How To Explain a Career Gap and Other Red Flags on a Cover Letter

Apr 22, 2021 | Cover Letters

How to Explain Red Flags in Your Cover Letter

Worried that a gap or other “red flag” in your resume is going to give a hiring manager pause? Here’s how to use your cover letter to explain your career gap —  and even turn the situation to your advantage. 

By: Ryan Thornton | Contributor for Let’s Eat, Grandma

So you’ve got yourself a career gap or another kind of resume red flag that won’t disappear. You’ve done all you can to define and downplay it but it’s still painfully obvious, like that bright red pimple on your forehead the day of the 8th grade school dance! (That wasn’t just me, right?)

It may feel like the end of the world, but try not to sweat it. Just like you probably weren’t going to find true love at your Junior High School dance, you’re also unlikely to find the solution to all of your job-seeking woes in your resume alone. And that’s okay!

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At the end of the day, a resume can only say so much. In order to transform your resume blemishes into blessings you must also embrace the unique power of the cover letter. Here are the essential principles of a cover letter that defuses red flags and gets you into the virtual interview room.

Career Gaps: Don’t Apologize … Contextualize!

Photo by Jerry Wang on Unsplash

It’s common for parents to have to step back from the workforce for childcare or homeschooling. Photo by Jerry Wang on Unsplash

A career gap is a very common red flag and job hunters are wise to take this seriously. However, as we recently discovered, a resume gap is probably not as detrimental to your career prospects as you’ve been made to believe. It all depends on the circumstances, the individual attitudes of hiring professionals, and how you plan to address it in your job search.

If you recall the “3 D’s” of managing a career gap, you’ll remember that more significant gaps demand more thorough explanations. Your cover letter is the perfect place for that level of detail, but the wrong kinds of details can hurt more than help.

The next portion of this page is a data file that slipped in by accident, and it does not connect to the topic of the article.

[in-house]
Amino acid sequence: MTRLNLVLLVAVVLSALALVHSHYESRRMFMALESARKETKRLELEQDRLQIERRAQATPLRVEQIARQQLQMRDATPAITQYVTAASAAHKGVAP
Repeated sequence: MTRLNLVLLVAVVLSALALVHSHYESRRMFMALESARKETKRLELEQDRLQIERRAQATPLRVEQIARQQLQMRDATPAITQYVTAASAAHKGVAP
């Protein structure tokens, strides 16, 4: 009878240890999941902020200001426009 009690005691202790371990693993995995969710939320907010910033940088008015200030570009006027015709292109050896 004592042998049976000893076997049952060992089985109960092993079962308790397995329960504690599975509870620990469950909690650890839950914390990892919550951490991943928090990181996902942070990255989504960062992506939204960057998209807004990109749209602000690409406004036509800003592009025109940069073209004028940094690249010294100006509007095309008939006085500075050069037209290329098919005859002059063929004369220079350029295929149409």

When we say you should “describe” your career gap, we certainly don’t mean you need to discuss any regrets over the event or decision that led to the gap. Nor is this the place to bemoan how it may have left you behind the curve or afraid for the future of your career. No matter why the gap happened, the purpose of your description is to show that you’re a great hire because of your life experiences and choices, not despite them.

This may require some creative thinking on your part. Writing in your own authentic voice, you want to briefly address your time out of work in a way that highlights your impressive attributes and any skills you learned or sharpened during this time.

For example, say you’re returning to the workplace after some time spent homeschooling your children and taking online graduate coursework yourself. An adequate explanation might be:

“When my child’s school closed down due to the pandemic last year, I embraced the opportunity to expand my professional skill set with online courses while ensuring my child continued to receive a quality education. Teaching while parenting and studying left me little room for reflection, but I quickly realized that lessons from these graduate courses in business management were improving my homeschooling methods. I’m excited to put them into practice in my career.”

Presenting a Career Change

Man at fork in road. Photo by Caleb Jones on Unsplash

Hiring managers understand that life can take you in different directions — but you have to give them a little context. Photo by Caleb Jones on Unsplash

If you’re leaving one industry or professional role to try something new, your cover letter is an especially important piece of your application. Some hiring professionals will naturally wonder why you’ve taken a sharp turn in your career path. They may also be quick to dismiss your previous experience if it doesn’t appear to line up with the new work you’re after.

As with your career change resume, your cover letter strategy in this case is all about transferable skills. This is true regardless of why you’re making the move into a new career path.

The most valuable skills in a typical career change are transferable “soft skills” like communication, collaboration, creativity, critical thinking, multitasking, leadership, and flexibility. These are, after all, skills that are valued in just about every industry and position. Emphasize these along with any other overlapping skills in order to dispel any doubts about the relevance of your previous experience.

Let’s consider someone who spent the first decade of their career in sales and wants to transition into a human resources role. Their cover letter may include a paragraph that reads something like this: